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All's well that ends well
08/04/2010  by FIFA.com
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Once the Taeguk Warriors' automatic choices up front, at present Ahn Jung-Hwan and Lee Dong-Gook are nervously waiting for their chances to take part in what would probably be their last FIFA World Cup™. The two strikers used to work in tandem with one another during the qualifying for Germany 2006, but four years on, only coach Huh Jung-Moo knows whether the duo, or even one of them, will make the plane to South Africa in two months’ time.

Ahn and Lee have so many things in common. They almost immediately took the centre stage on their debut in the K-League in 1998, with Pohang starlet Lee taking the Rookie of the Year award and Ahn voted the Most Valuable Player the following season with Busan. If Lee was first to shine on the world stage by making a brief but impressive appearance at France 1998, Ahn went on to begin a high-profile career with Perugia in the Italian Serie A in 2000.

However, they were completely different in terms of their style of play from the outset. Ahn is an all-round forward who usually scores with unpredictable curling shots from the edge of the area, while Lee is closer to a conventional centre forward who lurks into the box and finishes with precision. Although it must not have been as simple as a choice between precision and power, Guus Hiddink eventually opted for the former and discarded the latter at Korea/Japan 2002.

But that was not, of course, the end of the story. Despite achieving hero’s status with two clinical headers against USA and Italy at the FIFA World Cup on home soil, Ahn was released by his club in the summer before continuing his adventure in Japan, France and Germany. And the journeyman managed to return to the national team in time for their trip to Germany 2006, where he netted his third goal at the finals with a superb effort against Togo.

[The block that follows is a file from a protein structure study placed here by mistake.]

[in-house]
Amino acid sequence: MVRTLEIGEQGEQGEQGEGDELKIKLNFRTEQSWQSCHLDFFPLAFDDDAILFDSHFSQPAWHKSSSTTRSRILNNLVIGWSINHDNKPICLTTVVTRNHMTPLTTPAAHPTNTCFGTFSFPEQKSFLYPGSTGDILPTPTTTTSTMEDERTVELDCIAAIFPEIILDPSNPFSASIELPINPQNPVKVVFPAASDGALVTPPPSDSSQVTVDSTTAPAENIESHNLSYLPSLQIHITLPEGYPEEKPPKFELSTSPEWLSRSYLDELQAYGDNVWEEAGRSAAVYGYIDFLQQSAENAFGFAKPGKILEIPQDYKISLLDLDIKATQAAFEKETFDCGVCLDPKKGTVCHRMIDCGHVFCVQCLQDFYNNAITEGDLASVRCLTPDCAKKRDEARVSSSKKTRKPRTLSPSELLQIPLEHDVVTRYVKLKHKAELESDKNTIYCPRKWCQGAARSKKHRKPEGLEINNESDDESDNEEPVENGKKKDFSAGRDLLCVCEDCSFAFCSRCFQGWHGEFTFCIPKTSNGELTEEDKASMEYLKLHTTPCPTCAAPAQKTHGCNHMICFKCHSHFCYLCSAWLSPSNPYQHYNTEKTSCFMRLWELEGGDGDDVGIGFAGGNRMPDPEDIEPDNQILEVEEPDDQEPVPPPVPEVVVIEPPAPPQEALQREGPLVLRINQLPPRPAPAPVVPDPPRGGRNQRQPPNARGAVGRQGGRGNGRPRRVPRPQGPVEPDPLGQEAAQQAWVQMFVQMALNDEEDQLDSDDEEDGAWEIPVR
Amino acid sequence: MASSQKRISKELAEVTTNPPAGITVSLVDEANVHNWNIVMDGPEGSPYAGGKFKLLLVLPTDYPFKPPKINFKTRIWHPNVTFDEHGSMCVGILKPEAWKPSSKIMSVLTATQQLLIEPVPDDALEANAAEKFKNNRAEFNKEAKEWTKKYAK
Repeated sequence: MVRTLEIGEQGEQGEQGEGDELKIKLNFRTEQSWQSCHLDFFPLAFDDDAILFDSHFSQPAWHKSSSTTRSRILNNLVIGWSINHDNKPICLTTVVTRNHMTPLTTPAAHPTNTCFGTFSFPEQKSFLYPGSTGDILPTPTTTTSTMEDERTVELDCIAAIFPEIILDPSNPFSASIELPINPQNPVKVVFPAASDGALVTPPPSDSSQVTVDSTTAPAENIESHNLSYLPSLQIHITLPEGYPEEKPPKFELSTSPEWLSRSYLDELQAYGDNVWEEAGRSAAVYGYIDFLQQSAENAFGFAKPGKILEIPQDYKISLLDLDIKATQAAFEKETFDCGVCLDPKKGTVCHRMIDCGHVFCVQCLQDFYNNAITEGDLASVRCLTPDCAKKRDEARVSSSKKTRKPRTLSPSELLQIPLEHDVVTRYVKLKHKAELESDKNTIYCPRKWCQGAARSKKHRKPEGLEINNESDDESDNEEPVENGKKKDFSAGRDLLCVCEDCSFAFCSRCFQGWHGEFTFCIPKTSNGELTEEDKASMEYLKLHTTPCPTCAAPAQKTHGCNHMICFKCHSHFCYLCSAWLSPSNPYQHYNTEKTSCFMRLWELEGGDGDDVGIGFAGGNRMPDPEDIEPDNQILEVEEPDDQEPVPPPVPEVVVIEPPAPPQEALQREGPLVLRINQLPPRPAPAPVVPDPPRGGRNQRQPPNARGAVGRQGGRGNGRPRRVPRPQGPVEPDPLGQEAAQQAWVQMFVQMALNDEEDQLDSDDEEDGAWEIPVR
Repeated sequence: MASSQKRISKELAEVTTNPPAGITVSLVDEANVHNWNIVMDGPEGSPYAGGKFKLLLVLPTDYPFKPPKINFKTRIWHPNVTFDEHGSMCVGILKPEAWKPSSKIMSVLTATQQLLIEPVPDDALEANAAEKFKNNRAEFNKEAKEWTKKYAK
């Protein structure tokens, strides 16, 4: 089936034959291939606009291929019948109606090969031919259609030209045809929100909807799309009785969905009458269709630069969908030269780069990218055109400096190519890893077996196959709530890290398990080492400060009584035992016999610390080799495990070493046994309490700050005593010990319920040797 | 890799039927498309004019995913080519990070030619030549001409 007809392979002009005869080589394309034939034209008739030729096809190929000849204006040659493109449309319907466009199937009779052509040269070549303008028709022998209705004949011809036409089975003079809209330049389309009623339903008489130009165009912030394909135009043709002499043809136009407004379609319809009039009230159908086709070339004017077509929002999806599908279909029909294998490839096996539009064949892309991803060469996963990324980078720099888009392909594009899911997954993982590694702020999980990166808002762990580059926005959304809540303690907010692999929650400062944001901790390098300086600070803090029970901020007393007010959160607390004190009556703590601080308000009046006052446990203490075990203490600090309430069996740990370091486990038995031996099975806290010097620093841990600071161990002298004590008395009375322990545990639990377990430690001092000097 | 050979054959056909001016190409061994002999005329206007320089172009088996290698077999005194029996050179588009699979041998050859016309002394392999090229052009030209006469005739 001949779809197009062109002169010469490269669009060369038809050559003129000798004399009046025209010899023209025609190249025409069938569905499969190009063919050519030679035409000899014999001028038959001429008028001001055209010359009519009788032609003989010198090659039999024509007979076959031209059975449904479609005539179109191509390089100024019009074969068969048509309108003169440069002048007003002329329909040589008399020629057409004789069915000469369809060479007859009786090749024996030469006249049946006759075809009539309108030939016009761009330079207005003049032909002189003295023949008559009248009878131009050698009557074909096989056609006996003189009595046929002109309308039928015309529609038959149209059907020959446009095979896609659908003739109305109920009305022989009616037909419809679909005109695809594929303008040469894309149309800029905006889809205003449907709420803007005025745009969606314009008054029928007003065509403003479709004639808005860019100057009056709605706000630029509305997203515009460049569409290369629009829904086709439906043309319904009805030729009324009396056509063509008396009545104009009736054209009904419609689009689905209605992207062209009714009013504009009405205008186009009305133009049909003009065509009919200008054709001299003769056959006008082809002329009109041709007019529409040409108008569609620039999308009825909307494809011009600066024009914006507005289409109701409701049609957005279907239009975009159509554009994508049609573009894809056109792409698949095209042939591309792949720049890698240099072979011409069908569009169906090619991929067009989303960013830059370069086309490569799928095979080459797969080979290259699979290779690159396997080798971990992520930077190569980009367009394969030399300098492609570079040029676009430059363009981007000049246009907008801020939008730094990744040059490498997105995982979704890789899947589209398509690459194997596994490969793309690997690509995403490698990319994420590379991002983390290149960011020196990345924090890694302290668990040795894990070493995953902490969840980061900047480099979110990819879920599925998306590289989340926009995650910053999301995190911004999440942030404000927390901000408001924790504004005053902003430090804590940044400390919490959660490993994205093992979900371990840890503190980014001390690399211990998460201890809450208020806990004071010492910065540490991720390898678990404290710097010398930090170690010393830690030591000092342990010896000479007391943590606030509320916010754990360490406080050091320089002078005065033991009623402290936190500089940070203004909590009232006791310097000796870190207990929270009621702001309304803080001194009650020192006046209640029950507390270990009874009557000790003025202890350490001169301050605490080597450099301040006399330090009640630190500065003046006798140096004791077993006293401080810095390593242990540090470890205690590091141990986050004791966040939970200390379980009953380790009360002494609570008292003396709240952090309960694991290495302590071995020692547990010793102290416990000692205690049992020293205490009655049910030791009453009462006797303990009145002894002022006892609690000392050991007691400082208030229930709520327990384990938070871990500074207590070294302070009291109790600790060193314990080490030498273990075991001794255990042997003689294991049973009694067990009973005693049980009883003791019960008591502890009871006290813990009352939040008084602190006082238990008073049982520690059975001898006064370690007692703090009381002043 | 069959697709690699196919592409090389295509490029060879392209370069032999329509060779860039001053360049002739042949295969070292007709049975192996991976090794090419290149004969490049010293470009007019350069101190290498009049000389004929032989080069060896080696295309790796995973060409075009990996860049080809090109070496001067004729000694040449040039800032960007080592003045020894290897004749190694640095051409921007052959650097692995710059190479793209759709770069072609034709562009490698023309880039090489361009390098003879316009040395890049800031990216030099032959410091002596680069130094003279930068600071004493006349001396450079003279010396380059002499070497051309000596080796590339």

Meanwhile, Lee was taking his time to put the disappointment behind at military club Gwangju Sangmu, where he learned the value of teamwork and how best to channel his aggression. By the time he returned to his hometown club Pohang in 2005, Lee had scored five goals in eight outings in qualifying for Germany 2006. However, a serious knee injury suffered while playing for the Steelers in April prevented him from making his second appearance at the world finals.

Their mixed fortunes seemed to draw parallel lines after the 2006 FIFA World Cup, with Ahn struggling to claim his place at Suwon and Busan following his comeback to the K-League and Lee desperate to find his form at Seongnam after a forgettable spell in the English Premiership with Middlesbrough. It was no surprise that, during the period, Huh Jung-Moo called up Ahn just three times while giving Lee no chance in Korea Republic’s qualifying campaign for South Africa 2010.

With the veterans seemingly fading into oblivion, there was a dramatic reversal of their story last year. Lee celebrated the year of his 30th birthday by helping Jeonbuk Hyundai Motors win their first national championship, finishing on top of the scoring chart with 20 goals that also earned him the Most Valuable Player award.

For his part, Ahn was quick to establish himself as a key player for Dalian Shide, transforming himself into an attacking midfielder in the process. The 34-year-old also helped his side finish seventh in the Chinese Super League with six goals, including a brace against Zhejiang Lucheng.

Their performances last season certainly did not go unnoticed by coach Huh, who called up the duo again for a friendly with Côte d’Ivoire in London last month. Lee opened the scoring with an unstoppable volley inside four minutes, with Ahn replacing his rival at the interval to help the Taeguk Warriors famously beat the Elephants 2-0. It seems that Huh is taking everything into consideration before finally making his decision next month.

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